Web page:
Spoon: Melodic Can Song With Criminal Overtones

Can's song Spoon from 1972

The album closer to Can’s Ege Bamyasi (1972) is this glorious little number—Spoon. Packed with ideas, it’s a harmonic ode to indie, jazz, and all sorts of other stuff.

Alongside the brilliant song Vitamin C, for us it’s the double highlight from the album. And we’re here today, with some chopsticks, to pick it apart.

Spoon is Melodic Can and It’ll Meet You Soon

Can’s Spoon song was recorded in 1971. That thing there, sounding as fresh and delightful as can be, is over 50 years old.

And we think that’s a glowing testament to how ahead of its time the band was.

How to even describe the song? Harmonic indie? Melodic? It’s all of that, with bizarre, bopping curiosities thrown into the mix.

Keyboardist Irmin Schmidt propels the show with the bops, with the rest of the band adding in their musical flourishes. As with much of Can’s work, it’s bizarre. But all the better for it.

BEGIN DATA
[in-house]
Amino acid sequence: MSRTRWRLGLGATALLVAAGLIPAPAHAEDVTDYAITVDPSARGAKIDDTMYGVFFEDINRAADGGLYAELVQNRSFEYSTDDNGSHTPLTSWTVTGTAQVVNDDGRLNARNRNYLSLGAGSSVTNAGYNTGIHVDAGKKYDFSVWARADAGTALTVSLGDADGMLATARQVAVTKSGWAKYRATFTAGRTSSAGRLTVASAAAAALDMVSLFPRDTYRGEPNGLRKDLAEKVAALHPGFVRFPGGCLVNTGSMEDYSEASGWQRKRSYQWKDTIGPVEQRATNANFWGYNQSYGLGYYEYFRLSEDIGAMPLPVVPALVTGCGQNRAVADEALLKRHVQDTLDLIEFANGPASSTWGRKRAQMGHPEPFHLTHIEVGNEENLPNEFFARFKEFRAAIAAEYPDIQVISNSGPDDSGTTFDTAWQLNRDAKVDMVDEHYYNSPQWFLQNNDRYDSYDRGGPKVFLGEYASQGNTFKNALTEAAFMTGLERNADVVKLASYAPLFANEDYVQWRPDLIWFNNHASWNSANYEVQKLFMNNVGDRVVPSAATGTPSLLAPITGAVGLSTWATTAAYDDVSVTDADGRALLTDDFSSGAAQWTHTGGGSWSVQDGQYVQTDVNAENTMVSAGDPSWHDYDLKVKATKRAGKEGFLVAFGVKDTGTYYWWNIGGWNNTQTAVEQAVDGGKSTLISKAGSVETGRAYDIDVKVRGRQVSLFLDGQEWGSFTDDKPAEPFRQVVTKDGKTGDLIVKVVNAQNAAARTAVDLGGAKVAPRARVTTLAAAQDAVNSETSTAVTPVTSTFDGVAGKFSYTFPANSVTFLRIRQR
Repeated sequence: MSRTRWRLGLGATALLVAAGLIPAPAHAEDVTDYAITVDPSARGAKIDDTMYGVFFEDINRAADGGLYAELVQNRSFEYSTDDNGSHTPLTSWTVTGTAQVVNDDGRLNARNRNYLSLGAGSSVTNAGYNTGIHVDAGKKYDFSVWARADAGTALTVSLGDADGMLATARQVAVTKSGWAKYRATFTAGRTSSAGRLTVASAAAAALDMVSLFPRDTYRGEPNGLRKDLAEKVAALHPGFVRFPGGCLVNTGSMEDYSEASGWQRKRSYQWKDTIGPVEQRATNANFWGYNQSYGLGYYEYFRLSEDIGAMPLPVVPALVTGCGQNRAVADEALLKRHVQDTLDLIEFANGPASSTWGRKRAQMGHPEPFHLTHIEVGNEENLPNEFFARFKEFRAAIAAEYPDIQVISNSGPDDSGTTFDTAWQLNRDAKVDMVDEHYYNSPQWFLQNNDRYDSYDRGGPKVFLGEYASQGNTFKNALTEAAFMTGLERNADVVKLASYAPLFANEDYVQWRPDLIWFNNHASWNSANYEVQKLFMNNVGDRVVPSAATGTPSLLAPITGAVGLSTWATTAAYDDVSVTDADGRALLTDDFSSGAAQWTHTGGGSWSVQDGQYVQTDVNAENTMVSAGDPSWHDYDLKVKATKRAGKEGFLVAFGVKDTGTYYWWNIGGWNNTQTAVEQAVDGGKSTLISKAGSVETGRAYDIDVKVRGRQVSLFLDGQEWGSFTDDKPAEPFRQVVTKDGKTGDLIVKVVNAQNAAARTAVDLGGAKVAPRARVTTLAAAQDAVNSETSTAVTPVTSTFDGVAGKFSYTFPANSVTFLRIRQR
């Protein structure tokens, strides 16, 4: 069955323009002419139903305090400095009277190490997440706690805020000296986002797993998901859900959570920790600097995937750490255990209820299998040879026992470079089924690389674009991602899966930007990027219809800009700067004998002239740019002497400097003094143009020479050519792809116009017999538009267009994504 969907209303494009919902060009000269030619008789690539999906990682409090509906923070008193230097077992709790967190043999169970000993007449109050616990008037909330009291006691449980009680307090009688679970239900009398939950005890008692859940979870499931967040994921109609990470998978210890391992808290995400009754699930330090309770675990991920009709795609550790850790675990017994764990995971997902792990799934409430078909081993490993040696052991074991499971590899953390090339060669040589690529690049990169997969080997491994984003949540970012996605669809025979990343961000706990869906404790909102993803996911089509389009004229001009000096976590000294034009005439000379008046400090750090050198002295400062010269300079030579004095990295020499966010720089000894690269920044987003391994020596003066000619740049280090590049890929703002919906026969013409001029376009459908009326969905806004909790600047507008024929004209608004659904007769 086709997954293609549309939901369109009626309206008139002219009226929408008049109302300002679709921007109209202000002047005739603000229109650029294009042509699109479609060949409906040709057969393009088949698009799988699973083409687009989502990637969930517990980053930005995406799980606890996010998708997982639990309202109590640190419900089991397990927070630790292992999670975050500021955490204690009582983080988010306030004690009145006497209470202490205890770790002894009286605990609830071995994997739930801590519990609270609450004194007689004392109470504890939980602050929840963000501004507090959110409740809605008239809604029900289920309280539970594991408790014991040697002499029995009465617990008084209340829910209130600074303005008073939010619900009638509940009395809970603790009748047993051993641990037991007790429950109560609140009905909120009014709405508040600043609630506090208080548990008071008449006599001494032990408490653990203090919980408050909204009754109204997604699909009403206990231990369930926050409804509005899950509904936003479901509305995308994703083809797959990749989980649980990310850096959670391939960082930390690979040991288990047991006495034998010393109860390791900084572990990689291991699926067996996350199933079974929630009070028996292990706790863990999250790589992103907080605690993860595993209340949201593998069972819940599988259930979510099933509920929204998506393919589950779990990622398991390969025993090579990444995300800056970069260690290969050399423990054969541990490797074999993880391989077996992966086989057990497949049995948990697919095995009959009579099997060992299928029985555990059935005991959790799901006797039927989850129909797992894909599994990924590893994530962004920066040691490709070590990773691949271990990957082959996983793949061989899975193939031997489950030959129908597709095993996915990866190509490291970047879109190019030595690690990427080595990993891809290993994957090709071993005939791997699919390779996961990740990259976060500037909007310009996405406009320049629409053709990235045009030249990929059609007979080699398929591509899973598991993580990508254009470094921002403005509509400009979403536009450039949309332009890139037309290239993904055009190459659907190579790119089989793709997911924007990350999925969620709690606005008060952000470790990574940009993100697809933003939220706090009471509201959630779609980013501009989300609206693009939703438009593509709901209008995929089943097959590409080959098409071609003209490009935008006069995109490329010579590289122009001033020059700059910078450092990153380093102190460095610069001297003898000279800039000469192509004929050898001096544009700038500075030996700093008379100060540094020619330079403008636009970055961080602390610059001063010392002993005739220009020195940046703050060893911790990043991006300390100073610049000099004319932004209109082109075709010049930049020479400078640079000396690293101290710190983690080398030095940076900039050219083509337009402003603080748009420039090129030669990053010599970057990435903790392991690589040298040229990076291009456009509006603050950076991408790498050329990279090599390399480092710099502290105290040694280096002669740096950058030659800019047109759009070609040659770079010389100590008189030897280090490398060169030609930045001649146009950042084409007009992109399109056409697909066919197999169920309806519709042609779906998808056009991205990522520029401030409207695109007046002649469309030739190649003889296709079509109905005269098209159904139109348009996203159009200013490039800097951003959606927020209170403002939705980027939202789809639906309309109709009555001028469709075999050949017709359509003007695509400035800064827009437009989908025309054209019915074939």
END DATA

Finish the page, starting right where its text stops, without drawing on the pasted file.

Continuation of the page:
And as with so many of Can’s songs, the lyrics are unclear. We can only pick apart and speculate about what Damo Suzuki was singing.

It’s part of the mysticism the band generated as the message is unclear. This is our take on it:

“Carrying the room in the afternoon,
I’ll be your spoon, she’ll meet me soon,
Waving a fork, waves a knife,
Speaks me a joke, she slips me alive.”

And then the chorus goes:

“Oh, sit down on my chair where nobody want to care.”

Can’s keyboardist, Irmin Schmidt, told Uncut magazine about Suzuki’s lyrical style:

“Damo never made what you could call proper lyrics, because it always was a kind of dada mixture of totally meaningless syllables and some words and phrases which came to his mind. And actually the whole thing in Can was using the voice as an instrument, as one of the five instruments. It never had this kind of lead singer. And above all the lyrics it never had this sense of transporting any kind of message, it was just music.”

Despite its poppy overtones, we always thought Spoon’s themes are quietly sinister. Like it’s hinting at a murder ahead.

Either that or Can’s song is about a friend coming around for dinner and they’re arranging the table with a lovely assortment of cutlery.

Elsewhere, drummer Jaki Liebezeit is incredible on the track (as always), but the song did mark Can’s first use of a drum machine.

It was coupled with Liebezeit’s live performance. He said of Spoon: